Avoiding tourist scams in Thailand
Tourist scams are usually fairly tame and it’s still one of the safest countries in the world for visitors. But there are places that are more dangerous than others. Tourist scams are not your only concern and there are many ways to get taken for a ride in Thailand – and the more “touristy” the destination, the more likely it is to feature one or more Thailand scams. And there are some places you should just avoid all together.
Places to avoid for scams in Thailand
The deep south of Thailand has a strong Muslim separatist movement that is actively trying to bomb and shoot its way to independence, but the average traveller would come and go from Thailand many times without even being aware this problem exists. It’s localised to a very small corner of the country, away from the main tourist locations. They are not well resourced, so unless you go into where they operate it’s unlikely you’ll come into contact with them. The areas to avoid are Pattani, Narathiwat and Yala, all of which have large Muslim majorities. If you’re crossing into Thailand from Malaysia by train or major bus route, you won’t have any problems. But if you travel independently overland from East Malaysia or the Central Highlands, you might stumble into more than you bargained for.
It’s also possible to get into difficulty at some remote border crossings, especially with Myanmar as the government there tends to be a bit paranoid about travellers There is also a border zone with Cambodia (in the northeast of Thailand) where there have been clashes between Thai and Cambodian armies recently. Check the travel advisories before entering these areas.
Phuket is without doubt the most problematic tourist spot in Thailand and not just for Thailand scams. Recent problems have involved bag snatching (including one incident where an Australian travel agent lost her life), rogue taxi drivers (often in cahoots with local police) and the usual bar scams and jet ski hire scams. But Phuket authorities are working hard to clean up the place and thousands of street cameras are being installed to catch offenders faster. The bigger problem in Phuket is tourist scams arising from the Russian ‘mafia’ taking over the taxi and tuk tuk industry as well as hire of things like jetskis on the beaches. These guys are not the kind of people you want to tangle with, so be very careful in Phuket.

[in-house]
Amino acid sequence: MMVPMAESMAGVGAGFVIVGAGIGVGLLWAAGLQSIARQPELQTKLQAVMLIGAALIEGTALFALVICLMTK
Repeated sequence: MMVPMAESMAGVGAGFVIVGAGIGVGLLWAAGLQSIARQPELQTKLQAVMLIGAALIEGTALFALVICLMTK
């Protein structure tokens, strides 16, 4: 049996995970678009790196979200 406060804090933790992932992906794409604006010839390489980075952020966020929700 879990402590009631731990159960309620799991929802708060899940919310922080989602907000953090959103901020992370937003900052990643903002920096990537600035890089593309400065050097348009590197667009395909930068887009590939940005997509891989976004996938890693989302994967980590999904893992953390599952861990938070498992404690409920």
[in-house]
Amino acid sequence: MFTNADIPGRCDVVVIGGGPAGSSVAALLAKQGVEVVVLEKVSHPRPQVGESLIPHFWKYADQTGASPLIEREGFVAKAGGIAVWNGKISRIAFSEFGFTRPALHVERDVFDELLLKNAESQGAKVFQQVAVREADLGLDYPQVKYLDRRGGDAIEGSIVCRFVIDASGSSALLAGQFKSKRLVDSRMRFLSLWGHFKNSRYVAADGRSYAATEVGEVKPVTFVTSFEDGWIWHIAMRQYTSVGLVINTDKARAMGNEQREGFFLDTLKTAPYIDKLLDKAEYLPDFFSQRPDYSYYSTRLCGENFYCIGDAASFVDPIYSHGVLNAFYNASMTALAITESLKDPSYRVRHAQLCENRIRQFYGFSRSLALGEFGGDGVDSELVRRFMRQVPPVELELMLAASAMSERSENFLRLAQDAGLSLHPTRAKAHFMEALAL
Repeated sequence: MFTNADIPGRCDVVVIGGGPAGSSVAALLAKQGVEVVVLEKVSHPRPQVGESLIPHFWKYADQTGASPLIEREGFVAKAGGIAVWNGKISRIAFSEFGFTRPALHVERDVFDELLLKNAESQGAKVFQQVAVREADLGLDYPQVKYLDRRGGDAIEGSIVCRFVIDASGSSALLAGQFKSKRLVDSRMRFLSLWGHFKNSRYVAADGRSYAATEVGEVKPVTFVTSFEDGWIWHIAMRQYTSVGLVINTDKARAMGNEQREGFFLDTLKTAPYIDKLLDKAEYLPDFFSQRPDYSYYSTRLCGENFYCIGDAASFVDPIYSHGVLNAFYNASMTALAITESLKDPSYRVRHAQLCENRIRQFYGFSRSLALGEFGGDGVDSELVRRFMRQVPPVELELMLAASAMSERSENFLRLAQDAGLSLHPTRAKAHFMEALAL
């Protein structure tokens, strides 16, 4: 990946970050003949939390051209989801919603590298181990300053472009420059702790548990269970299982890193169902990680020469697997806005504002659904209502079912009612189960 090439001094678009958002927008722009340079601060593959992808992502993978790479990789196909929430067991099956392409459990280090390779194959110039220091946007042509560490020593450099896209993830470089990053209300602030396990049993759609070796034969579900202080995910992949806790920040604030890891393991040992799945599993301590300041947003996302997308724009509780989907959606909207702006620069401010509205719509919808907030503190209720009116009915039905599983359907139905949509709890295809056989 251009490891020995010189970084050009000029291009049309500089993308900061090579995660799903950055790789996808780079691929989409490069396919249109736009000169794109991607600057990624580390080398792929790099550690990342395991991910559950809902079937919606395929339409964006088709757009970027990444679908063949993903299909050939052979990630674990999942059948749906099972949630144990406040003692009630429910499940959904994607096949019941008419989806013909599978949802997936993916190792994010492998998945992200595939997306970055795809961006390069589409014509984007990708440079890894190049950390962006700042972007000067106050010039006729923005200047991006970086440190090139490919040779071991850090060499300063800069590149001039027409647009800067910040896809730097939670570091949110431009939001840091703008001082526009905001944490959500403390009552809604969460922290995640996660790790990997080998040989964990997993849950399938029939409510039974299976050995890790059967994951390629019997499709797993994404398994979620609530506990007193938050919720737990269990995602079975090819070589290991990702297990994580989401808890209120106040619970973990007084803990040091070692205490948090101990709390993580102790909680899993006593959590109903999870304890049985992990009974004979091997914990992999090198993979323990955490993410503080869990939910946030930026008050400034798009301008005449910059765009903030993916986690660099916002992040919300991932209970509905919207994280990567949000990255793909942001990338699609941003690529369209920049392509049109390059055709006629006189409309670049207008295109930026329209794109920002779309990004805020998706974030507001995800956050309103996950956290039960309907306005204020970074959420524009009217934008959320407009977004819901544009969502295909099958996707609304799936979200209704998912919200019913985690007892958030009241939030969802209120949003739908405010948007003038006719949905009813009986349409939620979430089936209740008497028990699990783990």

The Thai Export Centre scam
The major tourist scams to avoid are in Bangkok and involve tuk-tuk drivers wanting to take you to a “Thai Export Centre” to buy jewellery or the like. They will entice you with very cheap or free rides and they will tell you all sorts of small lies to get you to go there. Once there, you will get pressure from salespeople to buy expensive products, but no-one will actually rob you or do anything terrible. So even if you do get caught up in this, just give a lot of firm “NO” answers.
The Thai bar girl scam
For single men, the bar girls in many popular Thai tourist areas can be the centre of many Thailand scams. In the Thai bar girl scam they’ll try to separate your from your money by being extremely friendly and playing on your vanity. More fool you if it works. In a similar vein, Thai girlfriend scams are usually aimed at single male tourists with plenty of money in their wallets and roaming eyes. In this classic Thailand scam, a pretty Thai girl will pretend to be your girlfriend but only until your money runs out. Then she may claim that she’s pregnant and demand money from you.
Another form of the Thai bar girl scam involves having to pay a “release fee” when you want to take a girl out of a bar. This fee can often be quite steep, 10,000 Baht or more, and is payable to the bar owner. She’ll tell you that if you don’t pay this fee, she won’t be allowed back in the bar again. She may also say her family has been paid for her to work in the bar and if she leaves she must repay their debt to the owner. It’s just another Thai bar girl scam.
The Thai gem scam